Fluvial incisions in the Western Pyrenees (Aspe valley): insights on the modes of dissection of a former planation surface

Abstract : The Pyrenean range results from the collision between the Iberian and Eurasian plates which started during the Santonian (e.g. Handy et al., 2010; Olivet, 1996; Rosenbaum et al., 2002). Iberia has shown no more relevant motion with respect to Europe since Early Miocene times (e.g. Srivastava et al., 1990; Macchiavelli et al., 2017). In this regard, the Pyrenees can no longer be considered as an active plate boundary from Miocene onwards. Previous studies on the post-shortening relief evolution of the Pyrenees have emphasized the existence of highly elevated – low relief planation surfaces (hereafter referred to as HELRS) all along the chain (see Bosch, 2016 for a complete review). Even though the origin of the HELRS is still strongly discussed, all authors agree that the HELRS are relicts of planation surfaces which were shaped during the post-shortening period. We identify remnants of these surfaces on top of the Aspe River flanks, thus questioning the modality and timing of the dissection of a former smooth topography in the North Western Pyrenees. We recognize in the field and from Google Earth and Digital Elevation Model (DEM) data a complex landscape comprised of poorly preserved and stepped low relief relict surfaces associated with imbricated erosional triangular facets. Geomorphic attributes of the Aspe Valley flanks are extracted from a 5-m Digital Elevation Model (DEM; RGE ALTI® 5 m IGN) and used to characterize the entrenchment of the hydrographical network which led to the dissection of the Pyrenean planation surface. We attempt to reconstitute the landscape prior to the well preserved last incision episode in order to quantify the subsequent erosion. This incision attained more than 600 m in the most internal portion of the valley. Our aim is to link the observed progressive incision to foreland deposits. We then discuss the timing and processes able to cause this high amount of localized erosion. The combination of a Late Miocene humidification of the climate as well as Late Miocene to present-day relative uplifts evidenced in the Pyrenees by various authors account for the dissection of the Pyrenean planation surface. This work is funded and carried out in the framework of the BRGM-TOTAL project Source-to-Sink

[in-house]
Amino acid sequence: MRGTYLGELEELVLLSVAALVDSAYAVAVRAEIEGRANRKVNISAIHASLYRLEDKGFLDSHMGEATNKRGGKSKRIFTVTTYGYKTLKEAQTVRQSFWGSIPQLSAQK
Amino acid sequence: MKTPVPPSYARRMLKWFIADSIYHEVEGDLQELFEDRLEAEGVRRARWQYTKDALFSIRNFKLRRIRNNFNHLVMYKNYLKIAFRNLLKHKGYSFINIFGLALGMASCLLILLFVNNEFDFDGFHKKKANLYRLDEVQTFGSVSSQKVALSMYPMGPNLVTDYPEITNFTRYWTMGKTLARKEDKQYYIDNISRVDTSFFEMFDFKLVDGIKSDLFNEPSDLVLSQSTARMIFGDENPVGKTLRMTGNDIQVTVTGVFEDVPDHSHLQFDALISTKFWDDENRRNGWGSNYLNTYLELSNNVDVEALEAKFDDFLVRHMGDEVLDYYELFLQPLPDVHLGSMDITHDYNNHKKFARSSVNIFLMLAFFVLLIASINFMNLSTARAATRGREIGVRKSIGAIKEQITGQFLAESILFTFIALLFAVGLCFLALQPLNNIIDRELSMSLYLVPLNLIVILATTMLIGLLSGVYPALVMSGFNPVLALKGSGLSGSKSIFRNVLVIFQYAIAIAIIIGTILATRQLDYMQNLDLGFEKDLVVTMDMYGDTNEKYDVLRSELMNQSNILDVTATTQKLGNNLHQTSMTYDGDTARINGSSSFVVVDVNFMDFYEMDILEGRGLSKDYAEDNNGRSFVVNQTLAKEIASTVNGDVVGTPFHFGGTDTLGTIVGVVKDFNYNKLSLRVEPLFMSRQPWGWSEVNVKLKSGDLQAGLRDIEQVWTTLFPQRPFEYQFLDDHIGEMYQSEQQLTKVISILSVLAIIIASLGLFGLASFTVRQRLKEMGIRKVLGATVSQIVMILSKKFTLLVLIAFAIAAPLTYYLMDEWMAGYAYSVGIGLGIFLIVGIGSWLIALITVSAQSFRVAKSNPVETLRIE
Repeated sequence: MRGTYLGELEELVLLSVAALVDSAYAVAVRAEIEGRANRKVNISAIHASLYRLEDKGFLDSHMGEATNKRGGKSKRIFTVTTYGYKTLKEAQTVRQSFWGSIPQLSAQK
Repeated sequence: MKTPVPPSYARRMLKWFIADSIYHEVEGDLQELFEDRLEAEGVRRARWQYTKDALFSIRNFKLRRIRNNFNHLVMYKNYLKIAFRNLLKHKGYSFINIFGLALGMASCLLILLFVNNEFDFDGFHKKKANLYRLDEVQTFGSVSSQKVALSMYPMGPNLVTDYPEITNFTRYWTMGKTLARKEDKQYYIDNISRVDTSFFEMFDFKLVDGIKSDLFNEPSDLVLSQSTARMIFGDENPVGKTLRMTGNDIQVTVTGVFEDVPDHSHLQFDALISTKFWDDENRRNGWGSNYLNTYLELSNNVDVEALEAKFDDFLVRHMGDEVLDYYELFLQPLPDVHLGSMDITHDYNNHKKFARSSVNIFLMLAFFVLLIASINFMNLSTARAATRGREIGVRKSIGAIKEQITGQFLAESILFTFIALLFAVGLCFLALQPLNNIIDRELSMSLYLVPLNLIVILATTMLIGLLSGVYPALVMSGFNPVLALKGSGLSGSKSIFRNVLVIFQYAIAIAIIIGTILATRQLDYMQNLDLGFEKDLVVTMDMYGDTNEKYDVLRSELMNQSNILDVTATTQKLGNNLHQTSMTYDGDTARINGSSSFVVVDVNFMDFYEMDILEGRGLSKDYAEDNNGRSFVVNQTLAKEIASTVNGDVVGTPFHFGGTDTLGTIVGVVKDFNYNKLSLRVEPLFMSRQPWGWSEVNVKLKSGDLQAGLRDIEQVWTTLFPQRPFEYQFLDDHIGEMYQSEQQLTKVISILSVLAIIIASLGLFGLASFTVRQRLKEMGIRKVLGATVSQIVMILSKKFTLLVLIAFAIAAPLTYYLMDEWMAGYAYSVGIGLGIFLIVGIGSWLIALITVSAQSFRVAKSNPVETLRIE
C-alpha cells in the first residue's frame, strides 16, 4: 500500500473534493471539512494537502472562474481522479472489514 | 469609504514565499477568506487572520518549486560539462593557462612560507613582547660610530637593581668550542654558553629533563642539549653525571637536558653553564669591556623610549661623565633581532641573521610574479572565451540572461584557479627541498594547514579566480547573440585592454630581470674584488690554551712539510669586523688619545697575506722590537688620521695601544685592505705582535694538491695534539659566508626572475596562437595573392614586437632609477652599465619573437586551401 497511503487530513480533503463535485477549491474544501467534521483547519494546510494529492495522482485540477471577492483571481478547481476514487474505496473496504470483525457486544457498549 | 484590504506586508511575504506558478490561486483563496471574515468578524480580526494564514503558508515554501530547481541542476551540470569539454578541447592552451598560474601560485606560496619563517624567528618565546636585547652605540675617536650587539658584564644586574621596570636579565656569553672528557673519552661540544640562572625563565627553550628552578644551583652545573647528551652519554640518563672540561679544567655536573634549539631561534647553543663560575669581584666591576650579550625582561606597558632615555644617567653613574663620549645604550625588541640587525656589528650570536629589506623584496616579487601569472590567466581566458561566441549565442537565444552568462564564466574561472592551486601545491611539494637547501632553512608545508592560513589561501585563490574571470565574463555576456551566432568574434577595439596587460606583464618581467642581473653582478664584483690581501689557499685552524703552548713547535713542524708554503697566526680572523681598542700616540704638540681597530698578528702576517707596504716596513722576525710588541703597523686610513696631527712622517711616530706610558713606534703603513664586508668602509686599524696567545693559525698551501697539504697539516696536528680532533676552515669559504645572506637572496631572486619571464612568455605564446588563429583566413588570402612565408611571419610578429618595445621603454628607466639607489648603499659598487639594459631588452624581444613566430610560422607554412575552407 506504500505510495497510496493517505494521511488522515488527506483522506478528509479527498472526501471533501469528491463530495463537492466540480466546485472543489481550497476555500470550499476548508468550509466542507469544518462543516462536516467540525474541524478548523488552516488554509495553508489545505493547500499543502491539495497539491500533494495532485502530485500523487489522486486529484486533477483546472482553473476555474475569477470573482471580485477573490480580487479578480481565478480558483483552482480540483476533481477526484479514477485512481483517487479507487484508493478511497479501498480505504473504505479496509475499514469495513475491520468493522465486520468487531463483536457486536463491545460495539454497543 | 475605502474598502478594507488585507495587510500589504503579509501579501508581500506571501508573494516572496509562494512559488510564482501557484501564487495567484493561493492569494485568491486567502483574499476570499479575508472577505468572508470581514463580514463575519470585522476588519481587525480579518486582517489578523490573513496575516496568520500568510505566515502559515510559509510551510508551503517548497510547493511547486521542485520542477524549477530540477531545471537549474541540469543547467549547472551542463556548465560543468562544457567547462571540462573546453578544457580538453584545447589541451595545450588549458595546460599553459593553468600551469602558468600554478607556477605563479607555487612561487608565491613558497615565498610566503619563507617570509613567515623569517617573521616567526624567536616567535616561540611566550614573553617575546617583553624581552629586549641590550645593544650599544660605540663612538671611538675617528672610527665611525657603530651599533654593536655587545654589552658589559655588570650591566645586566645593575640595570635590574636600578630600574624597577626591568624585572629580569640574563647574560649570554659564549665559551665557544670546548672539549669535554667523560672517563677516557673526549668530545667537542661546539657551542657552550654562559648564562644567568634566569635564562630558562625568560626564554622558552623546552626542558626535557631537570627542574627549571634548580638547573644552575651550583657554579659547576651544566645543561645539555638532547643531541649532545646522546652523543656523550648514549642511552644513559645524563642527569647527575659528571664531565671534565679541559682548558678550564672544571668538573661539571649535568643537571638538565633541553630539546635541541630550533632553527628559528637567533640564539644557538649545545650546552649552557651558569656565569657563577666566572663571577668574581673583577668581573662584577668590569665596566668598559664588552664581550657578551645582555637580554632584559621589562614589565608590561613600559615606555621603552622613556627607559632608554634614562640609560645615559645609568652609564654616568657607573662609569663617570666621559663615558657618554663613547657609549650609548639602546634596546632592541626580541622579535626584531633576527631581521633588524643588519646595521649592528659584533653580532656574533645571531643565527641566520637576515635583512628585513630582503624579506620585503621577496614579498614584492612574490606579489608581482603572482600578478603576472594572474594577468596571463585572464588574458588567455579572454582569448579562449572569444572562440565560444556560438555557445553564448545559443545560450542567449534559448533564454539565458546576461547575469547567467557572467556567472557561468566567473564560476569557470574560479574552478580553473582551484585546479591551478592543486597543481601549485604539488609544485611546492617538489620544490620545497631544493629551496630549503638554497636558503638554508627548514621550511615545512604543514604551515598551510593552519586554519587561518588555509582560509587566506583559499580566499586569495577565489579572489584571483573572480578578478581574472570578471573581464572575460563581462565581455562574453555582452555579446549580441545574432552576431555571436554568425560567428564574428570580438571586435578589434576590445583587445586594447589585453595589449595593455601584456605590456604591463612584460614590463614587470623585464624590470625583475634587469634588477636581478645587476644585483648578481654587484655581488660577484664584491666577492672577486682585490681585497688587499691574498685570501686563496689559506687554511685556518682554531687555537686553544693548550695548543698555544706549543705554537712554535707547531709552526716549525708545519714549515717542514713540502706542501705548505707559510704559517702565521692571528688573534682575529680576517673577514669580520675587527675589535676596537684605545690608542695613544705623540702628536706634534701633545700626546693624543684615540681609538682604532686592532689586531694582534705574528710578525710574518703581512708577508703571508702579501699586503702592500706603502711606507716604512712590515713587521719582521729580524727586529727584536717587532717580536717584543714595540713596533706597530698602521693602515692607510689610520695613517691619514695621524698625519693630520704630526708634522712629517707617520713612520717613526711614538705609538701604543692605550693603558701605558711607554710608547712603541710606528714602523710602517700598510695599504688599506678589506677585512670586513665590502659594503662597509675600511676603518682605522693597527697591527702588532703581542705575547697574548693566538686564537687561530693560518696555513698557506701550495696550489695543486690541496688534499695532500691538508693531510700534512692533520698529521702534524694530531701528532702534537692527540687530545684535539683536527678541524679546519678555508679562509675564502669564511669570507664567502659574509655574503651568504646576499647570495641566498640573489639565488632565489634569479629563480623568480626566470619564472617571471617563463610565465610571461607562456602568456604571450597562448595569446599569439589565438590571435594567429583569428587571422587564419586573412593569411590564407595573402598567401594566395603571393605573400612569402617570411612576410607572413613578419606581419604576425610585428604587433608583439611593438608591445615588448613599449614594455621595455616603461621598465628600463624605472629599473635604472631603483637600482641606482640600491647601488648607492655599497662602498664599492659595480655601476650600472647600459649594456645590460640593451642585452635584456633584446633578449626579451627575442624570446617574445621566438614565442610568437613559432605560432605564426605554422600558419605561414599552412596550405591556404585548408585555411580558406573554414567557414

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Poster communications
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Submitted on : Friday, April 5, 2019 - 1:57:46 PM
Last modification on : Sunday, April 7, 2019 - 2:56:03 PM

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Jessica Uzel, Bertrand Nivière, Yves Lagabrielle. Fluvial incisions in the Western Pyrenees (Aspe valley): insights on the modes of dissection of a former planation surface. European Geosciences Union General Assembly 2019, Apr 2019, Vienne, Austria. 21, pp.EGU2019-13207, 2019, Geophysical Research Abstracts. ⟨insu-02091104⟩

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